A new anti-marijuana ‘Stoner Sloth’ campaign from Australia’s NSW government is going viral because it’s absurd and amusing. The government body created the ad, which features a sloth standing-in for a teen stoner in everyday situations.
The sloth is actually lovable in a non-verbal, Wookie-like, groaning kind of way and the internet, instead of seeing the government’s message, is taking the sloth’s side and mocking how ridiculous the ads are. Many are saying that they actually have the effect of encouraging kids to smoke up.
Read a few Twitter reactions, and watch the ad below.
Seeing as #stonersloth is actually far more active than a regular sloth, a lot more, should I assume that smoking increases productivity?
— Danwar (@MrDanwar) December 19, 2015
— Lee Skelton (@bustersdah) December 19, 2015
Imagine sitting in a marketing meeting and all agreeing that #stonersloth is a good idea.
— Edwin Smith (@edwin_smith1) December 19, 2015
The irony is it looks like a bunch of potheads made the #stonersloth series
— Carla (@cookiedaux) December 19, 2015
Inspired by #stonersloth, I have devised Heroin Heron to pitch to NSW Health. The only problem is finding a vein in those thin heron legs
— Angus M-a-c-i-n-n-i-s (@AequoEtBono) December 19, 2015
Still waiting on the Meth Mammoth #stonersloth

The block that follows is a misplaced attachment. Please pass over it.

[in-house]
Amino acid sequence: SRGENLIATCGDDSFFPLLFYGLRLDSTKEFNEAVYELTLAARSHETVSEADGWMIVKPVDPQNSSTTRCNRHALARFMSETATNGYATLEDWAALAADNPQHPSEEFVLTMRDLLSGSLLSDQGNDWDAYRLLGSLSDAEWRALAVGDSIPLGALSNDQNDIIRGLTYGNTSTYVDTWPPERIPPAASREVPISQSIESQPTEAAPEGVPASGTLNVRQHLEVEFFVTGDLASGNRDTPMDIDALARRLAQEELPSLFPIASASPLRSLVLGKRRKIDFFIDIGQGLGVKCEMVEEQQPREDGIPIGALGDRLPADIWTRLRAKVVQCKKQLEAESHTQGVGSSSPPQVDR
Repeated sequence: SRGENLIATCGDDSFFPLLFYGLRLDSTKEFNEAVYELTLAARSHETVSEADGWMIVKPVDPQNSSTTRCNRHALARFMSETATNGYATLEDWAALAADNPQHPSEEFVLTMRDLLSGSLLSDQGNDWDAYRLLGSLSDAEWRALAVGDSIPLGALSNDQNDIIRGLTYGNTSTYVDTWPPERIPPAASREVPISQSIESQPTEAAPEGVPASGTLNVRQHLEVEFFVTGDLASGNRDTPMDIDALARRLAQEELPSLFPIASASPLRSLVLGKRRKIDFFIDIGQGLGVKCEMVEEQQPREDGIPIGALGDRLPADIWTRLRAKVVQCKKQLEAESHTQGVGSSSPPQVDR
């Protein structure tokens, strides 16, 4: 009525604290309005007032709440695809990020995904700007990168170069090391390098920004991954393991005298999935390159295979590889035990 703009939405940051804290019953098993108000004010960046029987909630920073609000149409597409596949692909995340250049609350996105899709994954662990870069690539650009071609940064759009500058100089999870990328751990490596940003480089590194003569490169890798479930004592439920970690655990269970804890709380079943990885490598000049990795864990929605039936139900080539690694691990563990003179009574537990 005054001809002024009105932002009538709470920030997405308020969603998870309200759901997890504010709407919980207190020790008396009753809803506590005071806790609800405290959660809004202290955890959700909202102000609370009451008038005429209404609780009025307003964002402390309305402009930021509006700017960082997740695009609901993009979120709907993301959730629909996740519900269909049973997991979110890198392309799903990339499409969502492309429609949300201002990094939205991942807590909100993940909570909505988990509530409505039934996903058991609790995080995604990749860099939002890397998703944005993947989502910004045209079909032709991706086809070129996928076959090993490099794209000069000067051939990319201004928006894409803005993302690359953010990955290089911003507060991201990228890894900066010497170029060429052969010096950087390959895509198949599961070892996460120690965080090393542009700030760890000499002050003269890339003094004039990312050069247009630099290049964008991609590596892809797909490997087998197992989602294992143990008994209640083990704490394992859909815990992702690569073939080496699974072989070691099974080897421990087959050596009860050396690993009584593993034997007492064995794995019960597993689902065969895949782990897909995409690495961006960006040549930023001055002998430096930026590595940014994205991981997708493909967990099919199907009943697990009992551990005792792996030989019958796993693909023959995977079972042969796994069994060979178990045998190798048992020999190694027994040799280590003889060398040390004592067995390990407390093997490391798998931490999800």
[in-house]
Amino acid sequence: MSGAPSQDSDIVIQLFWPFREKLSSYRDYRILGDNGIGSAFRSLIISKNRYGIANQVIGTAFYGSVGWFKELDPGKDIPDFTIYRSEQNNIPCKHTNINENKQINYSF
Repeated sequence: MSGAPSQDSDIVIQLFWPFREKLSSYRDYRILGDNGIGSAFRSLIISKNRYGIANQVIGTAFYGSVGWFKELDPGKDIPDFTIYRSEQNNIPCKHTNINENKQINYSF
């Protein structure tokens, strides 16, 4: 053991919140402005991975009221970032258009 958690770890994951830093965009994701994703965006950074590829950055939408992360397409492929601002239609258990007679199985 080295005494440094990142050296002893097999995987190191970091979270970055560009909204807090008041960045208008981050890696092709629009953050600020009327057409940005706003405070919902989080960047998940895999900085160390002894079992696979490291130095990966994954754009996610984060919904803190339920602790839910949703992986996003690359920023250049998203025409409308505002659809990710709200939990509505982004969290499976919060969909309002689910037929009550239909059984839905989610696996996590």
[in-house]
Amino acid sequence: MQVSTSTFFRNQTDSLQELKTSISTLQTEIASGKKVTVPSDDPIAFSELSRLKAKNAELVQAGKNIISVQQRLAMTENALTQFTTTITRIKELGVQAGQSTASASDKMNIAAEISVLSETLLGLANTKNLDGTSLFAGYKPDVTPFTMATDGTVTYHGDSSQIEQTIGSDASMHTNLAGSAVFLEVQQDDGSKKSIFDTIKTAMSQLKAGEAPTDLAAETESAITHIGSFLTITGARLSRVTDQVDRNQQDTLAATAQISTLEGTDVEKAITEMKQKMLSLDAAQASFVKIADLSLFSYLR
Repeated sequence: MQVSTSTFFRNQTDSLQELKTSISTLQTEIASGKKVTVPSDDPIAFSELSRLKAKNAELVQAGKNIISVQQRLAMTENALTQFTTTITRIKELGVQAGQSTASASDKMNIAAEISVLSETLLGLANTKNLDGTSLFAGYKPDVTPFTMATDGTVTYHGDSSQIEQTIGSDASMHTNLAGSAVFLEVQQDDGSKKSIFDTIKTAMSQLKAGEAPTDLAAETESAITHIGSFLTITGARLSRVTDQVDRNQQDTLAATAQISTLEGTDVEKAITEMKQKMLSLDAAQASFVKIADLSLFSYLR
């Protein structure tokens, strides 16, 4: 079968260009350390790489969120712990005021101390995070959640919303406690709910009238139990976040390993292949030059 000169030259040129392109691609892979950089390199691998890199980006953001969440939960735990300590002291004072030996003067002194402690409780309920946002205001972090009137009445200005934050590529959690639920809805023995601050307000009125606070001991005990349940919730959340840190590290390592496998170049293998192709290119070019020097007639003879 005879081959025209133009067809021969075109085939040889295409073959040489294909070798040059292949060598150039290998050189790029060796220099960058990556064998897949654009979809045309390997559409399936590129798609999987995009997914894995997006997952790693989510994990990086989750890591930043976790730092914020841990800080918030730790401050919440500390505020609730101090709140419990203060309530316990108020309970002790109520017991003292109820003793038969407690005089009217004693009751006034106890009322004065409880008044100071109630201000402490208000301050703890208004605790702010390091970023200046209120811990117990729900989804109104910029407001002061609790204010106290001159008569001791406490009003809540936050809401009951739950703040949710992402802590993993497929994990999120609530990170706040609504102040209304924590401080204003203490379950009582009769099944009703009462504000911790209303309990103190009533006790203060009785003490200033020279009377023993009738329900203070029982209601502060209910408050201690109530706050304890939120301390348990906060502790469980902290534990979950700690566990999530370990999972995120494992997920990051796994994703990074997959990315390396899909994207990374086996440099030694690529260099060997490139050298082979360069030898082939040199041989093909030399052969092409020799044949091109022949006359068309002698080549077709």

— TreeLaps (@TreeLaps) December 19, 2015
I want to buy a #StonerSloth action figure
— Lord of the Dance (white tick) 🚳🌨️🎭🕺👏💧🍺🍑 (@trashyhonky) December 19, 2015
I hope #stonersloth gets a movie.
— Jonathan Brown (JB) (@JB_AU) December 19, 2015
The lesson I'm learning is that I want to hang with #stonersloth. Thanks Government for helping me find new friends.
— Jess (@je_ss_ie) December 19, 2015
The Stoner Sloth campaign also has its own website.
The NSW Department of Premier and Cabinet and NSW Health launched the campaign which a spokesperson said was created by an external advertising agency and “informed by research conducted by the National Cannabis Prevention and Information Centre. “It was designed to be shareable among young people who are some of the most vulnerable to cannabis use and to encourage them to stop using before they become dependent,” the spokesperson said.
“They have used our name to cover this campaign …We are going to ask them to print a retraction that it is based on work that we did,” said centre director Jan Copeland.